Inheritance Tax

So many discussions on changing the death tax or Inheritance Tax there is an often quoted number of 0.24 percent of the population will ever pay that tax. I was wondering if that number holds for the not-so-distant future with more Baby-Boomer’s, um, not making it to 2020?


The exclusion amount for the estate tax is $5 million so if you die with less than $5 million that you couldn’t shelter from the estate tax, there is no estate tax.

How many people do you think have $5 million dollars when they die?

The trouble is many, if not most Republicans *think *they will. I cite Joe the Plumber. Who thought his maybe, someday plans of owning a plumbing business would put him north of 250k a year in profit.

According to this article there were 980,000 people in the US with a net worth over $5 million in the US in 2009.

There were approximately 305,500,000 people in the US in 2009.

A little math says that is 0.32% of the population who have over $5 million net worth.

So not too far off from the OP. Considering that many will manage to hide income to avoid paying such a tax I can live with 0.24%.

They wouldn’t even necessarily have to make an effort to hide their assets: Some types of assets (iirc, such as a family farm) are exempt.

Of course we all realize that after 5 mill. the government takes a part of that. There is no confiscation of wealth. Paris Hilton will get many millions just like she should for her great selection of her parents.

I thought Conrad disinherited her. (I do not follow these things but thought I read that somewhere once…on the internet probably so must be true.)

Re-reading the OP I guess I did not really answer the question.

It depends on a lot of actuarial table stuff. Expected growth of population, expected death rates, expected income levels, expected economy, expected inflation and so on.

My guess is the 0.24% number will decrease as we are seeing a trend of concentrating wealth in to fewer hands. Basically the rich get richer and everyone else gets poorer.

That said, when you consider the overall population and a “mere” ten years I doubt that percentage would move a whole lot. My guess is it’ll get smaller. There’ll be more rich people but there’ll be a lot more poor people so the percentages go down.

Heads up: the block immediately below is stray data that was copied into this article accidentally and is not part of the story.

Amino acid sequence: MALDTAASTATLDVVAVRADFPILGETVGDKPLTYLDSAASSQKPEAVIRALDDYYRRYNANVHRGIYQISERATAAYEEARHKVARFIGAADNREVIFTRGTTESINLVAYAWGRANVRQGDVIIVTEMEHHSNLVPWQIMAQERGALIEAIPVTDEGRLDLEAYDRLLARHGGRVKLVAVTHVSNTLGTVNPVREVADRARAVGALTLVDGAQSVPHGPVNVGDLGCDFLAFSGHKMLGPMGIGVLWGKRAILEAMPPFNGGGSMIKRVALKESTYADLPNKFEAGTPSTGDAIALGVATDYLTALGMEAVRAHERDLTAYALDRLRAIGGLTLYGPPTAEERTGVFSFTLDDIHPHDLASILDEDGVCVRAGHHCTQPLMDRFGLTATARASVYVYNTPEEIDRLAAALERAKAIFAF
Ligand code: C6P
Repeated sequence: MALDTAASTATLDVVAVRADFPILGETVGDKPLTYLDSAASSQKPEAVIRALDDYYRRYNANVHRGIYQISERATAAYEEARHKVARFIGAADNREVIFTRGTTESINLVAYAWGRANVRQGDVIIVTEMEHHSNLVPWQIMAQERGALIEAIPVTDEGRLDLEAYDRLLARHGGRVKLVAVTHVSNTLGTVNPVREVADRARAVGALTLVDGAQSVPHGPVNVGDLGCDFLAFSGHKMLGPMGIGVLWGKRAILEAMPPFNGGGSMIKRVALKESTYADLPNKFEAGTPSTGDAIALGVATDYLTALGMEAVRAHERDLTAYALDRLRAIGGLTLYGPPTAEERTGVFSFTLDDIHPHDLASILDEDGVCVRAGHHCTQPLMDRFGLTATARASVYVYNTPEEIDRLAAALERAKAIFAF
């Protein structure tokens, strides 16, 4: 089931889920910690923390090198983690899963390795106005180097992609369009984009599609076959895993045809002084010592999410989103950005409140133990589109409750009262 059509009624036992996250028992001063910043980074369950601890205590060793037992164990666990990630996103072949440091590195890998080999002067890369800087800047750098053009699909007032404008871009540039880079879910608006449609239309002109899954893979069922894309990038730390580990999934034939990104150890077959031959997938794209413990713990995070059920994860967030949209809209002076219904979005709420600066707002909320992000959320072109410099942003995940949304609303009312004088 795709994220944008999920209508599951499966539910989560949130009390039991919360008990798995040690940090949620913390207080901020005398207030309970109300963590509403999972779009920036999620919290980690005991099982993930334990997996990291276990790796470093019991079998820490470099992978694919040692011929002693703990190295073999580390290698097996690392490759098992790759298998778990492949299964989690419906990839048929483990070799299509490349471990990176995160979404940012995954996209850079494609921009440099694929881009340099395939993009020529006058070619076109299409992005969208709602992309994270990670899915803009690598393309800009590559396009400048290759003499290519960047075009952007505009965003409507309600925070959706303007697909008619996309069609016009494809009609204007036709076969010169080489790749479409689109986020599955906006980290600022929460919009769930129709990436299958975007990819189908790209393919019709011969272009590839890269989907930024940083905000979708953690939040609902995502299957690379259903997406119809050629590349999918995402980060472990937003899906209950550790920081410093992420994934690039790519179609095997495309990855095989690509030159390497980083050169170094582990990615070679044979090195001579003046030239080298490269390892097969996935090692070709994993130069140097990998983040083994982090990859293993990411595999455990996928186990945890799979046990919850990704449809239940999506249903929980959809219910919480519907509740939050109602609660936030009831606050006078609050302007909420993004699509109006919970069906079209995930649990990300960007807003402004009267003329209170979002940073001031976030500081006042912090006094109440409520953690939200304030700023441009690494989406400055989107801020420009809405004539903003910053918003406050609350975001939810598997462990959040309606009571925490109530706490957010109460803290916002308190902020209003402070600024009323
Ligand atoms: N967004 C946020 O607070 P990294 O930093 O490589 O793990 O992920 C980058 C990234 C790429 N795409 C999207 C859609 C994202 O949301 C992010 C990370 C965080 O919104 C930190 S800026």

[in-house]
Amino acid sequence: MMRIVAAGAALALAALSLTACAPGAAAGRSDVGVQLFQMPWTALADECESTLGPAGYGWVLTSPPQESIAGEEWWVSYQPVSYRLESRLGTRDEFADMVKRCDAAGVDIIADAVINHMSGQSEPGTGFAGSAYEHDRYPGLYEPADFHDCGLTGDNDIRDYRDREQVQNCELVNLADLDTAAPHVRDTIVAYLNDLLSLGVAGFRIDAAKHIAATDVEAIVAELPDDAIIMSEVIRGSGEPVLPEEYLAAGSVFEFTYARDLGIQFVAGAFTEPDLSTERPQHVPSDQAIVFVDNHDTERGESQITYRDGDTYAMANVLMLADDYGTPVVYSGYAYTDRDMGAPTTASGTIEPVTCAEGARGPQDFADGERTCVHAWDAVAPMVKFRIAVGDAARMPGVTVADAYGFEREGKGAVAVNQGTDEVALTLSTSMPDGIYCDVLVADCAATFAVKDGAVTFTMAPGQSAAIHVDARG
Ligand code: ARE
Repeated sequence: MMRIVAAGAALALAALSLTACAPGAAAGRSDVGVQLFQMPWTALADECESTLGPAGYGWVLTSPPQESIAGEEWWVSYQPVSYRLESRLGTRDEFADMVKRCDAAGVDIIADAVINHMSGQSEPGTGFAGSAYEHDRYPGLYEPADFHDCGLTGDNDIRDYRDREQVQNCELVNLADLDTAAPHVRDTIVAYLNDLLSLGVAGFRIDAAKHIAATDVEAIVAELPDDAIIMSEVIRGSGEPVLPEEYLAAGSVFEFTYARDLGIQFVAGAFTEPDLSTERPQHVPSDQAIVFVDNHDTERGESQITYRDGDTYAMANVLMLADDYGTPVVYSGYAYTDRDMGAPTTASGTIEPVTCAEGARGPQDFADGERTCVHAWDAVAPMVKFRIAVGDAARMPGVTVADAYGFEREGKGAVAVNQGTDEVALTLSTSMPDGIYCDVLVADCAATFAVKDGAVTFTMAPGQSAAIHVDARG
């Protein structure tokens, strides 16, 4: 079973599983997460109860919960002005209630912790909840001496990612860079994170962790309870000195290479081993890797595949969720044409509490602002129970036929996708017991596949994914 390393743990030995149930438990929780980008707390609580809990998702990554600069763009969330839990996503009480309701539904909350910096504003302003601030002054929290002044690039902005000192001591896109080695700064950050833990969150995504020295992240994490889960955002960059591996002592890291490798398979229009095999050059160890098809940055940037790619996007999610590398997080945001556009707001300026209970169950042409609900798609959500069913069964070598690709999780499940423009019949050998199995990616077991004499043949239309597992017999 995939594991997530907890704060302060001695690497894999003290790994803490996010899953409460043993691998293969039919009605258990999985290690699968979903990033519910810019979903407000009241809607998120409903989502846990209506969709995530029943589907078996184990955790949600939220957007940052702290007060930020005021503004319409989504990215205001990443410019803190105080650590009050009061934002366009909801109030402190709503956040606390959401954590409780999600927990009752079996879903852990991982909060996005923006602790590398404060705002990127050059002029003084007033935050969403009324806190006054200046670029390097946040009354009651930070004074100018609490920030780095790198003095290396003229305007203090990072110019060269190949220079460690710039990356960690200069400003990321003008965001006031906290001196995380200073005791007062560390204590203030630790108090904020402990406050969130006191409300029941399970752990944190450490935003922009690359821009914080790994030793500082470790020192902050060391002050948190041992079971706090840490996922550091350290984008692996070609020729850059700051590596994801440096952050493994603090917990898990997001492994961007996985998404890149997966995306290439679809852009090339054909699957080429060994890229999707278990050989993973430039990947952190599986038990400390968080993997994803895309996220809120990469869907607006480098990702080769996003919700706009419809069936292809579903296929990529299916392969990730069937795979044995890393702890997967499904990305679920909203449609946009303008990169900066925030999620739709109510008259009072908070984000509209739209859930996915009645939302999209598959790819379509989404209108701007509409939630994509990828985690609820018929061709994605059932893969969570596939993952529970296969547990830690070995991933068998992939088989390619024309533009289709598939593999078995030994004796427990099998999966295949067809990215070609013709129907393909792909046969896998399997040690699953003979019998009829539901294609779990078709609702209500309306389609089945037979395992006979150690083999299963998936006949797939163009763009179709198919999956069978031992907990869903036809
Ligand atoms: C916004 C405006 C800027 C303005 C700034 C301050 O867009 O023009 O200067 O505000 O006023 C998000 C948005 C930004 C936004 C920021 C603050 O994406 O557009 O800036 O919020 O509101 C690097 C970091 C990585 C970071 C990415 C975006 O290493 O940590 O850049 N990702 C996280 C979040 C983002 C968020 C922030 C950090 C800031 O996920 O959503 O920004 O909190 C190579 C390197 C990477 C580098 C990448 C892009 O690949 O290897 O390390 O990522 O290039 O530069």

So the 0.24% might become 0.2% by 2020 or something (just guessing) but I’d be surprised if it was more than that just on a gut-check level (read I pulled that number out of my ass).

I know seven people in my family (3 couples + my dad) who had, or will have, $5 million when they die. I plan on being the eighth. :slight_smile:

Oh well, it must be really common then. :smiley:

I wasn’t the one who asked the question. :smiley:

Yeah, got to count those couples twice because they each have to pay when the other one dies first.

Not too sure what you meant by that, but in the US spouses usually don’t have to pay inheritance tax on assets left to one spouse when the other dies.

On a point of terminology, it is not an inheritance tax, it is an estate tax. The tax is on the estate. In an inheritance tax (except in the UK), the tax is paid by the recipient. There is no Federal Inheritance Tax, but several states do impose one.

THat was my point. The previous poster said he knew 8 people who would be affected by the tax, but six of them are couples. So only 3 estates out of those 6 people are affected.

Her hijinks must be pretty egregious if they extend backwards in time and inspire her granddad to disinherit her two years before she was even born.

If memory serves, her father has set up the family money so that something like 97% of it will go to charity when he dies.

Barron Hilton then? Like I said, I really do not pay attention to her or her family.

Okay, so even with more people passing, the number of those with >= 5 Mill is still too small to worry about.

Thank You

Not to mention there are a LOT of ways to do some financial and estate planning to leverage that $5 million ($10 for a married couple) to get the maximum amount available.

Annual gifts of 13K per year, per donor, per recipient.
Life Insurance trusts, to pay the tax due upon the second spouse’s death.
Creation of family partnerships, to get discounts on the gifts you do make.
Charitable trusts.